TUNIS - Tunisia’s borrowing trends are raising concerns among economists and citizens that the country’s crisis will worsen in the next five years if loans are not appropriately invested.
Amid power-sharing disputes among the leading parties after recent legislative elections, discussing the 2020 budget in the parliament is looking to be particularly difficult, given the size of the proposed budget and measures proposed to meet its large deficit.
Tunisians see only a dim light at the end of a long tunnel of economic crises and the heavy legacy of years of political and security turmoil casts a shadow over the economic situation.
Tunisia’s addiction to international borrowing has escalated since 2016 in the hope of quick solutions to the country’s chronic problems, regardless of the high debt service costs involved. Tunisia’s growing debt continues to accumulate without positive results.
Perhaps the best illustration of the situation is the $2.9 billion loan from the International Monetary Fund (IMF) to carry out reforms that turned out to be extremely slow to put in place. Tunisia has received $1.6 billion of the total loan.
Tunisia’s debt to GDP ratio was expected to reach 75.1% by the end of 2020, compared to 37% in 2010.
Tunisian authorities, however, resorted to borrowing from other financial institutions, such as the World Bank, the African Development Bank and the European Bank for Reconstruction and Development, to raise liquidity exceeding $3 billion, without counting international aid and donations in millions of dollars.
Instead of investing the money borrowed in development projects that would create wealth and curb the unemployment rate that has not budged for years from 15.5%, the government has directed the loans into covering running expenditures, consumer products and public sector wages.
Despite the mounting burden of loans, which is likely to place enormous strain on the state and mortgage the future of future generations, authorities see no other options, confirming their failure to initiate a development model that promises to be fair to all regions of the country and achieve social peace.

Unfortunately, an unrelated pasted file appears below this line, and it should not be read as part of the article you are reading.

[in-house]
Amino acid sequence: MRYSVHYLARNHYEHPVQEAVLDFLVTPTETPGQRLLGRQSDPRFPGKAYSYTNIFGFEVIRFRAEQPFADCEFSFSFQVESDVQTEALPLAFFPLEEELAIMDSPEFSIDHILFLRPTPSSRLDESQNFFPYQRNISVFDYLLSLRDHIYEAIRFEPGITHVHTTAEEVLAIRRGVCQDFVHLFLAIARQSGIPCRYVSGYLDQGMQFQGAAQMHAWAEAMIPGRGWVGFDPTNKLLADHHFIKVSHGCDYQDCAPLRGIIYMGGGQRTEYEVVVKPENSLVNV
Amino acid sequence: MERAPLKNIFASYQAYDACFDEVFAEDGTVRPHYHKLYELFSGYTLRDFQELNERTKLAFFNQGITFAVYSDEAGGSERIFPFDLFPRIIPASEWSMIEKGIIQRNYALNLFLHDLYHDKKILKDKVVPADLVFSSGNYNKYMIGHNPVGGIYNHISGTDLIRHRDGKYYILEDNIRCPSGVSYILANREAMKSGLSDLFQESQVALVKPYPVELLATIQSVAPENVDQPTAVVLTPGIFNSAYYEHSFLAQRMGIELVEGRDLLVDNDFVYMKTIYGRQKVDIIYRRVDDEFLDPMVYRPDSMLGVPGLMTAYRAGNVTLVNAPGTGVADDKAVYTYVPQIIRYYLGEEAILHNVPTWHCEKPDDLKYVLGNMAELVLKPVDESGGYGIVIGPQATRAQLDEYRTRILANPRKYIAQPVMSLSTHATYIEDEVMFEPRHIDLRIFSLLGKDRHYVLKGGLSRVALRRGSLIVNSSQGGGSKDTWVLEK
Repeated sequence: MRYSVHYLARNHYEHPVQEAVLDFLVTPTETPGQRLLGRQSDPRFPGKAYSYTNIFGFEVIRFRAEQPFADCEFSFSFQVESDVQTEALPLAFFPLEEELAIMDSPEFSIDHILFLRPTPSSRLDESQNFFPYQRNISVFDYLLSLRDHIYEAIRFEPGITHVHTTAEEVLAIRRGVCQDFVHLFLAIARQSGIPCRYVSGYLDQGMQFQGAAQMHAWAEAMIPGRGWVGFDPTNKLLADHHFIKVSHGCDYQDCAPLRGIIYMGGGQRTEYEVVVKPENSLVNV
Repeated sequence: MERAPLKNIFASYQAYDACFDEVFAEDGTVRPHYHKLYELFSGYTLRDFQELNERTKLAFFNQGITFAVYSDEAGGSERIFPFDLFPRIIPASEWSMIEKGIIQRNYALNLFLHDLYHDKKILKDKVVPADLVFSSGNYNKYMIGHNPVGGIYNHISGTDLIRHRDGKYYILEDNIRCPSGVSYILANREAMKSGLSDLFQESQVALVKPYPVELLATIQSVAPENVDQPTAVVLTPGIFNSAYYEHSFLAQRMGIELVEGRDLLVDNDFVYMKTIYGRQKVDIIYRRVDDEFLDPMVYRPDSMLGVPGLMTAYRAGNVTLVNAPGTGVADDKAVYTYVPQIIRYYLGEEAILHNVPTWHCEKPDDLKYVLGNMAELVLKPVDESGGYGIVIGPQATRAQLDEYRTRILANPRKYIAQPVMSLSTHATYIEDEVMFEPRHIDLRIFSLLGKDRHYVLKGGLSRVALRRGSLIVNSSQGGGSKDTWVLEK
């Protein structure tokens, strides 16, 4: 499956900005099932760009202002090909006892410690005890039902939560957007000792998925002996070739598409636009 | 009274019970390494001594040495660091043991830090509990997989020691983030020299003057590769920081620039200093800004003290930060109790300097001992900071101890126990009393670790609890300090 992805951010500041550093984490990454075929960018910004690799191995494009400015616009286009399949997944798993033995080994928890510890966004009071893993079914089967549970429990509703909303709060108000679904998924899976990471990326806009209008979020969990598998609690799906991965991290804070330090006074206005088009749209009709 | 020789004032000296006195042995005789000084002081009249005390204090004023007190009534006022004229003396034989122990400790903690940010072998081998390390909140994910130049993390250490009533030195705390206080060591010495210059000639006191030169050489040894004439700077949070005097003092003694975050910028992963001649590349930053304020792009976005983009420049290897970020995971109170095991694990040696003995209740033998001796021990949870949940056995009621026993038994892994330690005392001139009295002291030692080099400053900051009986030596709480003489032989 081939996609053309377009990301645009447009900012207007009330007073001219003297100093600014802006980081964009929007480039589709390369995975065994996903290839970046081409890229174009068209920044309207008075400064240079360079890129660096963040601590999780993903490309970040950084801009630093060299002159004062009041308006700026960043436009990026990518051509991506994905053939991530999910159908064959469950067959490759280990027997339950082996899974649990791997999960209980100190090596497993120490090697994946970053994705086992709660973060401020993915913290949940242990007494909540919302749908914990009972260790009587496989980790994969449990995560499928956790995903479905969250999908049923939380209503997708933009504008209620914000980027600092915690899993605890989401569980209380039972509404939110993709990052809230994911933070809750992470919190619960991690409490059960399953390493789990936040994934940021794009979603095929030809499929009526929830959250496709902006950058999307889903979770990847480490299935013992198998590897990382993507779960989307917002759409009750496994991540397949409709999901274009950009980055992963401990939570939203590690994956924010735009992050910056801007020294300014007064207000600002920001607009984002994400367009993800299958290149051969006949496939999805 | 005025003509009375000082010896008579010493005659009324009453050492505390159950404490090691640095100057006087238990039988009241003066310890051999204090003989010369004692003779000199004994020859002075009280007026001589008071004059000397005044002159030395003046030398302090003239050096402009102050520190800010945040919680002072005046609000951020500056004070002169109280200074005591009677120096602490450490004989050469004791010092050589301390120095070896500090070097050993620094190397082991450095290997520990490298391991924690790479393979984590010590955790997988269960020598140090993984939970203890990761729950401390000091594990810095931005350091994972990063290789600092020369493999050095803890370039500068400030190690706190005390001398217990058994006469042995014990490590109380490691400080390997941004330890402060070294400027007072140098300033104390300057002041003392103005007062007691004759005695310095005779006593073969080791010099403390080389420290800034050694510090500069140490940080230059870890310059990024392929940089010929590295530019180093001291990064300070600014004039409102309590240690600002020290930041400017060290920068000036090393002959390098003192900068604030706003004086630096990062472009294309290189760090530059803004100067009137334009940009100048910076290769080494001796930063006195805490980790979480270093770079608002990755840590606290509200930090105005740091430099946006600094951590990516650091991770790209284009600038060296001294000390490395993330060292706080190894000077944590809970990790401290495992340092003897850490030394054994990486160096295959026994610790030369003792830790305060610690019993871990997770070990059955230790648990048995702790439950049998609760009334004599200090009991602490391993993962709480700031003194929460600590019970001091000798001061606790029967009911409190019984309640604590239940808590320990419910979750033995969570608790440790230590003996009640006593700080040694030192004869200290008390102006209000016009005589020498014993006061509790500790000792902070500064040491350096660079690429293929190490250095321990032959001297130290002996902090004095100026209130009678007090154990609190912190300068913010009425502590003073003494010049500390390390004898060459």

Tunisian Finance Minister Mohamed Ridha Chalghoum said in October that “the state will repay next year’s debts worth 12 billion Tunisian dinars ($4.2 billion) and will have to borrow about $4 billion more.”
He tried to reassure public opinion by saying that all scheduled development projects were funded but also said that “discussions now are limited to budget financing with the World Bank, the European Union, Germany and Japan.”
“We expect to get the remaining instalments through the programme agreed upon with the IMF and the rest of the funds will be through the international financial market,” Chalghoum said.
Looking at measures Tunisian authorities are planning to address the huge deficit, there do not seem to be any innovative solutions different from those employed in neighbouring countries. Along the austerity measures and tax increases, there are plans to cut down on subsidy programmes for basic commodities such as fuel, electricity, water, petrol and other services.
Tunisia’s external debt at the end of 2010 was about 37% of GDP but it has increased in the last nine years as growth slowed down alarmingly.
Economist Walid Ben Saleh said Tunisia’s debt will be approximately $32.3 billion by the end of 2020, equivalent to 75.1% of the country’s GDP. By the end of 2019, Tunisia’s debts will have reached about $30 billion, a huge amount given the economic recession engulfing most strategic sectors, except the tourism sector, which has seen a significant growth.
Ben Salah said in a statement that the share of each Tunisian citizen in the country’s debts will amount to about $2,800 by next year, compared to the $2,600 expected by
the end of 2019.
Considering these data, it is difficult not to take a pessimistic view of Tunisia’s economic situation, although some contend that the state can afford its debts despite the fragility caused by the growing external debt.
In their view, the debts and their high interest rates represent a moderate level of risk, compared to other countries in the Middle East and North Africa, such as Lebanon, Jordan and Egypt.
On the other hand, a different camp says the best way to deal with any economic crisis is not to automatically seek foreign loans and aid but to foster an investment climate that reassures local and foreign investors.
Economist Anis al-Gasmi said, to achieve this goal, efforts to deal with corruption and administrative bureaucracy must be accelerated. Despite the government’s efforts and despite its focus on development in the strategic sectors, bureaucracy and administrative corruption seem to have become even more widespread since 2011.
He said the focus should be on developing the agricultural sector and on better exploitation of the country’s phosphates reserves, as well as on establishing broader partnerships between the public and private sectors and the adoption of a plan to develop other sectors so they keep functioning in all circumstances.
Riadh Bouazza is a Tunisian writer.
This article was originally published in The Arab Weekly.